Dykstra believes Des Moines is at ‘crossroads,’ wants to turn it in a good direction
Despite the fact that Louisa Dykstra has yet to fulfill her seventh grade dream of being a math teacher, her heart lies in education, which is why she is running for the Des Moines Public School at large seat on the Des Moines School Board.
Dykstra, who is originally from South Dakota, believes she has an advantage because she doesn’t have a preference for any of the interest groups involved with the school board. She is willing to listen to anyone’s voice.
Dykstra’s main goal, if she is elected to the school board, is to “get the community more connected to the school system again.”
“The whole community needs to feel ownership of our public schools,” Dykstra said.
Dykstra has been involved with education from a few different angles – she is a classroom volunteer, has been a substitute teacher and has worked with the Des Moines Public Schools (DMPS) legislative team. She is also a parent, which has allowed Dykstra to view DMPS from another angle.
Dykstra has two children in sixth and eighth grade and a stepson who is getting married in November.
“I think having all of those viewpoints is important,” Dykstra said.
Her work with the Greater Des Moines Partnership, which is a group of all the chambers of commerce in the area, also helped her make her decision to campaign. Dykstra often represented the schools when there was no one else there, according to her.
“I was already doing a lot of what I would do as a board member,” Dykstra said.
Her decision to run for a seat on the school board built up over the legislative session.
“We really need someone who can jump into that seat and hit the ground running,” Dykstra said. “And I feel like I can be that person.”
Dykstra received her bachelor’s in music from Drake University and received her master’s degree in secondary math education. Afterward, she was offered a job in corporate training.
That corporate training, from Marsh, Wells Fargo and Principal, allows Dykstra to view things from a business stance, according to her.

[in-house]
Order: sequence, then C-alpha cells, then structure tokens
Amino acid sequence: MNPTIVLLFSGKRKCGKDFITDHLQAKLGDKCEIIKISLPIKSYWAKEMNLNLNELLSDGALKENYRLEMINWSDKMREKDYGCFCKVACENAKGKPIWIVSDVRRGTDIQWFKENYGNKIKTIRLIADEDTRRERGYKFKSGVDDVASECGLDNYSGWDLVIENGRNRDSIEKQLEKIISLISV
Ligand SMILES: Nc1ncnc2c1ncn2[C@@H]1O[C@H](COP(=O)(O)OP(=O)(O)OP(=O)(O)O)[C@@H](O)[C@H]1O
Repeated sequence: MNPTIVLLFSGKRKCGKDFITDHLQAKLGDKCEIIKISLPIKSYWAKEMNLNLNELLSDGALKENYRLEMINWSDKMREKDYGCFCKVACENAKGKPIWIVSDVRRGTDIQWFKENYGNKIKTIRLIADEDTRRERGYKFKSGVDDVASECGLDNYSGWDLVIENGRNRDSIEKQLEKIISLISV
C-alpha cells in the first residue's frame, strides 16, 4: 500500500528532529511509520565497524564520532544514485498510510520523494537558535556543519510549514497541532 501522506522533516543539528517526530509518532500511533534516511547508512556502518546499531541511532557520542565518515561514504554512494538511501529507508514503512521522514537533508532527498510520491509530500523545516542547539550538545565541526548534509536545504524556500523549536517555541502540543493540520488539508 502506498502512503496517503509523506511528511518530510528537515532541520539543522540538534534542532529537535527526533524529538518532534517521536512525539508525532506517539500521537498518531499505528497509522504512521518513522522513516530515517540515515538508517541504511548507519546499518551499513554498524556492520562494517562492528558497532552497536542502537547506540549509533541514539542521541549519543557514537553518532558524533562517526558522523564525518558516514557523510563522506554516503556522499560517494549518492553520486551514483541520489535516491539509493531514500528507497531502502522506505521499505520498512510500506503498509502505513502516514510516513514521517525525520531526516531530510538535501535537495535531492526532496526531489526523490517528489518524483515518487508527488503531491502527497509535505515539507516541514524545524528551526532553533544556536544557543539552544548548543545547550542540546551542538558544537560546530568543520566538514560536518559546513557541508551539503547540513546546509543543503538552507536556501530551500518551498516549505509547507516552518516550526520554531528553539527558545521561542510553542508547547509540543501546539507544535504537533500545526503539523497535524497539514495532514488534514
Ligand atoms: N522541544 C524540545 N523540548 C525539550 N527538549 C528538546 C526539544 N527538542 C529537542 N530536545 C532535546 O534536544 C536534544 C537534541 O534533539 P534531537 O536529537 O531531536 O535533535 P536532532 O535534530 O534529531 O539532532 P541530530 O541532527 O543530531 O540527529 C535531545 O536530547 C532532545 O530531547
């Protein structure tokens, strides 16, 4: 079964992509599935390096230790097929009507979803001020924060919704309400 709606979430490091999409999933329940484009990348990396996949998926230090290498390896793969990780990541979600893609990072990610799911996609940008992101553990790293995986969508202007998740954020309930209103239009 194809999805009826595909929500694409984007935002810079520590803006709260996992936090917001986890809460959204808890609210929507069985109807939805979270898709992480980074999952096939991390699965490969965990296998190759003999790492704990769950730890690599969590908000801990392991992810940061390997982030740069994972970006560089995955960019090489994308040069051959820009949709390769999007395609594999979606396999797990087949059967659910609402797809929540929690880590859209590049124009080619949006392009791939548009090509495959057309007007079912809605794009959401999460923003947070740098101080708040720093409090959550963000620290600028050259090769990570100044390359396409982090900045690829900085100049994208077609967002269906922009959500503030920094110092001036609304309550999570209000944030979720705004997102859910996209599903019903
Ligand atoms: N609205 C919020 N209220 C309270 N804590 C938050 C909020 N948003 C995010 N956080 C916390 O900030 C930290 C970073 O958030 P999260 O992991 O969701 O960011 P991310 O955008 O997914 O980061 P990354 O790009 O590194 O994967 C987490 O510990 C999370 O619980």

“I have a really deep understanding of how schools are financed in Iowa,” Dykstra said.
Dykstra said she believes that Des Moines businesses and public schools should be working together.
Dykstra, who spent 19 years on the Des Moines Symphony, wants to ensure that, if there needs to be budget cuts in schools, the arts are not the first to go.
“There isn’t really anyone else on the board who is really a strong advocate for the arts, so I feel that we really need this role,” Dykstra said.
If Dykstra wins a spot on the school board, she wants to make sure DMPS retains teachers and is able to attract new teachers.
The Blue Contract, something the district has developed, is one way to do that. It gives new teachers a higher starting pay than normal because they agree to extra professional development. This development focuses on teaching low socioeconomic, high diversity students who experience different challenges.
“It gets us teachers who are committed to teaching in the kind of setting Des Moines is in and want to be really good at it,” Dykstra said. “It’s a really rewarding job, but it’s a tough job. “
Dykstra also believes the termination of the Deferred Action for Childhood Arrivals (DACA) is “not only a bad human decision, it’s a bad economic decision.”
She completely agrees with the statement made by Des Moines School Board Chair Teree Caldwell-Johnson and Superintendent Tom Ahart, where they oppose the rescission of DACA.
“As we said earlier this year, Des Moines Public Schools welcomes immigrants and refugees as our students and families, as our friends and neighbors,” it says in the statement.
Advocating for Children Living in Poverty
One of the ways Dykstra hopes to help give children living in poverty a boost is to allocate more funds from the state for dropout prevention to children who are from a home of poverty.
“They give it almost equally to every district based on how many kids they have,” Dykstra said. “So it’s not weighted based on the needs of the district, where kids who come from a home of poverty are four times more likely to drop out of school.”
No one has ever gone to bat to get this piece of legislation changed, according to Dykstra.
“Then we’re able to give those kids who are really struggling – maybe they’re working fulltime, maybe they’re taking care of younger siblings – they definitely don’t have an adult at home who is making sure that they get their homework done, and making sure they eat,” Dykstra said. “They’re taking care of themselves and sometimes extra people, so we can give them extra attention to make sure they get what they need.”
It’s how the cycle of poverty will be broken, Dykstra believes.
“A lot of people don’t realize how much our poverty level has grown,” Dykstra said.
According DMPS’ website, 74.1 percent of children in school qualify for free or reduced lunch. In 2000, only 45 percent of children qualified for free or reduced lunch. She believes that Des Moines is at a crossroads right now.
“I want to jump in and make sure it goes in a good direction,” Dykstra said.
Campaigning has not been easy, Dykstra said.
“What keeps me going is that I feel like I have something important to contribute to the conversation,” Dykstra said.
The community is not connected, according to Dykstra, which is ultimately hurting Des Moines’ schools.
“So what keeps me plugging away and coming up with new ideas and talking to more people is this idea that because I can see this from several angles, I can make some important connections and really strengthen the whole future of the community. Because if our schools go downhill, then our community goes downhill,” Dykstra said.
For more information on Dykstra’s campaign, visit her website at louisaforschools.com.